I fear that the introduction of rules, prescriptive boundaries and frameworks will not inhibit the militarisation of this context so much as positively incentivise it, the culture and history of adversarial psychology being what it is. A line must certainly be drawn in the sand, but it seems that most of these (kinds of) prohibitions are retrospective, rushed and hardly up to the task of managing the intransigent complexity of technological acceleration in (and beyond) all spheres of international competition.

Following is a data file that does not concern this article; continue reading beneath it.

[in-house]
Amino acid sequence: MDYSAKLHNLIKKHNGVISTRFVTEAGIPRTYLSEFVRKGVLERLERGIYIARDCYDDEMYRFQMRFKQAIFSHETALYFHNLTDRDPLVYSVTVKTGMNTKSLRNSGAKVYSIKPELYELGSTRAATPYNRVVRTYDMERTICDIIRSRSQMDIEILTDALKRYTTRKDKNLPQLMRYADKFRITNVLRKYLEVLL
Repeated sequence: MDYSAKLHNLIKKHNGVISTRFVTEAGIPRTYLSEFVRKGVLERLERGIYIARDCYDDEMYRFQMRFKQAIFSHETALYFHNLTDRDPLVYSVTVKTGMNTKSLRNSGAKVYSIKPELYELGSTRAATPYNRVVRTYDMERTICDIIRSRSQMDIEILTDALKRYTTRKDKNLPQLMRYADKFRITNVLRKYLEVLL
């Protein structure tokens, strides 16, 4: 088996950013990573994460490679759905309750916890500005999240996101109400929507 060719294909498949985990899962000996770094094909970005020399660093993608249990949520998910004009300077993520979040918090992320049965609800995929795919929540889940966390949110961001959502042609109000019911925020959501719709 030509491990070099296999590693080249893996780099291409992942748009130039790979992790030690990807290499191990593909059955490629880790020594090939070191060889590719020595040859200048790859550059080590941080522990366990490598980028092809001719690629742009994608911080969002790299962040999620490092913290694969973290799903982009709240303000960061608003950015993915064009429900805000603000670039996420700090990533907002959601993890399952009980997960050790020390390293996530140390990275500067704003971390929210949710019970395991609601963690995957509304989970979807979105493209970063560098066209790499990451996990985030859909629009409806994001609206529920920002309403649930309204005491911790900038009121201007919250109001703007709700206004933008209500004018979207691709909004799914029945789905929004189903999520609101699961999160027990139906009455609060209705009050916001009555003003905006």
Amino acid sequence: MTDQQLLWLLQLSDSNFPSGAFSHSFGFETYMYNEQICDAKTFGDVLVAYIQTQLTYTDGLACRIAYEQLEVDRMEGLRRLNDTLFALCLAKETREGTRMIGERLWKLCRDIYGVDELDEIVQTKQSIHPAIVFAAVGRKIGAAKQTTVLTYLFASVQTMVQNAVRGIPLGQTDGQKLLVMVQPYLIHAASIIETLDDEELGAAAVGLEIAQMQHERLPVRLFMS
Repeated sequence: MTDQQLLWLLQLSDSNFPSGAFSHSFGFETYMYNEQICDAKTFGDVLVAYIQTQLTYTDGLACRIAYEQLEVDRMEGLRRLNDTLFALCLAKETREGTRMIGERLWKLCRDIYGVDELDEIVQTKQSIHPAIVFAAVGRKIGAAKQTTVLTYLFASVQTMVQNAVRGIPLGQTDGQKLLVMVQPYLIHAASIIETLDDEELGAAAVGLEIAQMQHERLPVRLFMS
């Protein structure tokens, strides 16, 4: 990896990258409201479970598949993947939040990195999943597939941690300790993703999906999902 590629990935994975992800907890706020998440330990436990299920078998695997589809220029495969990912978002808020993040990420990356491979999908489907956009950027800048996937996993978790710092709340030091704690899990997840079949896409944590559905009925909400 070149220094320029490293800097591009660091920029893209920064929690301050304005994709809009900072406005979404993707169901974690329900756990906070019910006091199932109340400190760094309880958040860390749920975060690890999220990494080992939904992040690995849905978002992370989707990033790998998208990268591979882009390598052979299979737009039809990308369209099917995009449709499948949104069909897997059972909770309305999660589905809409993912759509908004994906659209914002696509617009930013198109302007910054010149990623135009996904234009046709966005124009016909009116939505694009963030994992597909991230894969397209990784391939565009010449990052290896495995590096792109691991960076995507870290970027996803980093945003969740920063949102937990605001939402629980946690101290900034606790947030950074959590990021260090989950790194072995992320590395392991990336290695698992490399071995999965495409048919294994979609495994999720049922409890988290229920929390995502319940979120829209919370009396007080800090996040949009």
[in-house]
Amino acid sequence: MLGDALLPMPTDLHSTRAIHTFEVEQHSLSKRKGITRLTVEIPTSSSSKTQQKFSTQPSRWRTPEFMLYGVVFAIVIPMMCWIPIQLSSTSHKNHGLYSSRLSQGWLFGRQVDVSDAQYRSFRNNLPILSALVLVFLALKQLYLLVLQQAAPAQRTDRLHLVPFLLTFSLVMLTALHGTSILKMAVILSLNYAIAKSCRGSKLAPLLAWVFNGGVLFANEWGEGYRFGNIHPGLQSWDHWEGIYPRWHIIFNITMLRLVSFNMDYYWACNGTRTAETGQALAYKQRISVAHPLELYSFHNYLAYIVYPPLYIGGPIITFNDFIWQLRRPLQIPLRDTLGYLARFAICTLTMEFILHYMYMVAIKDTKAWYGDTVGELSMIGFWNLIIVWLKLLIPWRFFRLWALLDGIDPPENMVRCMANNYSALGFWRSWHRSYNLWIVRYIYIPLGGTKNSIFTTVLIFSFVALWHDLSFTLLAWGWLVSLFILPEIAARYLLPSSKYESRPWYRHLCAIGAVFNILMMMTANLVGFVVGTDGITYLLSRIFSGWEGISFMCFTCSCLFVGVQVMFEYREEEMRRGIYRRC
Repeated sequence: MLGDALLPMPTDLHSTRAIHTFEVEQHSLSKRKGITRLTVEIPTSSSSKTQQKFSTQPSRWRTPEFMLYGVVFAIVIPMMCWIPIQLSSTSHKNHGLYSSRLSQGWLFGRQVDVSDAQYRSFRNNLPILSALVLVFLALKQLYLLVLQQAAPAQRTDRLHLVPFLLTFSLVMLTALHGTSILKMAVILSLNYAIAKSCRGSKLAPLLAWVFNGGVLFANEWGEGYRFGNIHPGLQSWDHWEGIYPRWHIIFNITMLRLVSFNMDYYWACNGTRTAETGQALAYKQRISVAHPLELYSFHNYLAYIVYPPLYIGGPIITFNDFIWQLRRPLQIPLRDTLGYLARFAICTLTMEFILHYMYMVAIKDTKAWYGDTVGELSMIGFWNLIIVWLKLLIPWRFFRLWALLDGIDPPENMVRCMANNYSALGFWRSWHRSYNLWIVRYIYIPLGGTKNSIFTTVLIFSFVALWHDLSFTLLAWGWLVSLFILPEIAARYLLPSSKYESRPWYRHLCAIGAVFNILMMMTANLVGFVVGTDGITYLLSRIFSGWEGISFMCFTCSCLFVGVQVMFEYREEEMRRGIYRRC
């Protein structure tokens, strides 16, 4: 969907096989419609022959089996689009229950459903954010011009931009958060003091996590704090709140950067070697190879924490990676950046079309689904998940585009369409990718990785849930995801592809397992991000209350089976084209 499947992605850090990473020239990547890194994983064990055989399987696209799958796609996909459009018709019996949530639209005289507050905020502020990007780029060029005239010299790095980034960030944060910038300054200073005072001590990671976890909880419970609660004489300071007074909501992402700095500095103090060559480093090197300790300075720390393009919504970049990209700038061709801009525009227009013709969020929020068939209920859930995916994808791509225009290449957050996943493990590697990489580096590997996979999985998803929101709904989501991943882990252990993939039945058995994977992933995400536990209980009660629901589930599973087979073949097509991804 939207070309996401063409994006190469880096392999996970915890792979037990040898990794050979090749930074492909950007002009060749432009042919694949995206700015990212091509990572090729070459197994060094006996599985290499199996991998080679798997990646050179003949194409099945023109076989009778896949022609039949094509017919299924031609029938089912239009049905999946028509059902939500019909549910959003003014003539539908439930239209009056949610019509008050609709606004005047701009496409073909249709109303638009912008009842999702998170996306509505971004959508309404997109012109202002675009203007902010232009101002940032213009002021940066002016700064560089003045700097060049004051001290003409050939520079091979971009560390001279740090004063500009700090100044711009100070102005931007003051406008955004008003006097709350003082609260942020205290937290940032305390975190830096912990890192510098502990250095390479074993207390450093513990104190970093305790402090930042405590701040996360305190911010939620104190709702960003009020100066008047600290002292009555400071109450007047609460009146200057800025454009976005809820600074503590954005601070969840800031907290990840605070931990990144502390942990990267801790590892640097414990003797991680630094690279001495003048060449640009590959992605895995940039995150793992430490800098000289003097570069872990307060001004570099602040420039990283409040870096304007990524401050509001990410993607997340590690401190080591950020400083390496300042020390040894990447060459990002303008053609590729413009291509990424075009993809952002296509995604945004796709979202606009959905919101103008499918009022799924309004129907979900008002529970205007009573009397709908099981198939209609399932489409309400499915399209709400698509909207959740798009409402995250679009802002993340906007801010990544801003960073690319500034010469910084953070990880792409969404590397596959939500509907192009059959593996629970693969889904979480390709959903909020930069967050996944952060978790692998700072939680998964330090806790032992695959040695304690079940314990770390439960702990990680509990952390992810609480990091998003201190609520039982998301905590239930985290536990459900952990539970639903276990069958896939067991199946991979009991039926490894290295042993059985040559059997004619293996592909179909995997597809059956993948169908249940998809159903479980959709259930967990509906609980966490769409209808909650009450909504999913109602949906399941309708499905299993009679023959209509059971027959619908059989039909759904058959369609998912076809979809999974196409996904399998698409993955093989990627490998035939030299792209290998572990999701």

Legal and governance frameworks work by ponderous empirical aggregation, self-gravitating organisational memory and procedural sedimentation or negotiation in ways which hardly match the actual pace of contemporary technological innovation and developmental novelty. Effectively managing entropy and unpredictable future system states appears to be a pivotally conspicuous conceptual absence here. An intractable tide of complexity requires as much innovation in governance as in technology; perhaps a revolution in the technologies of governance?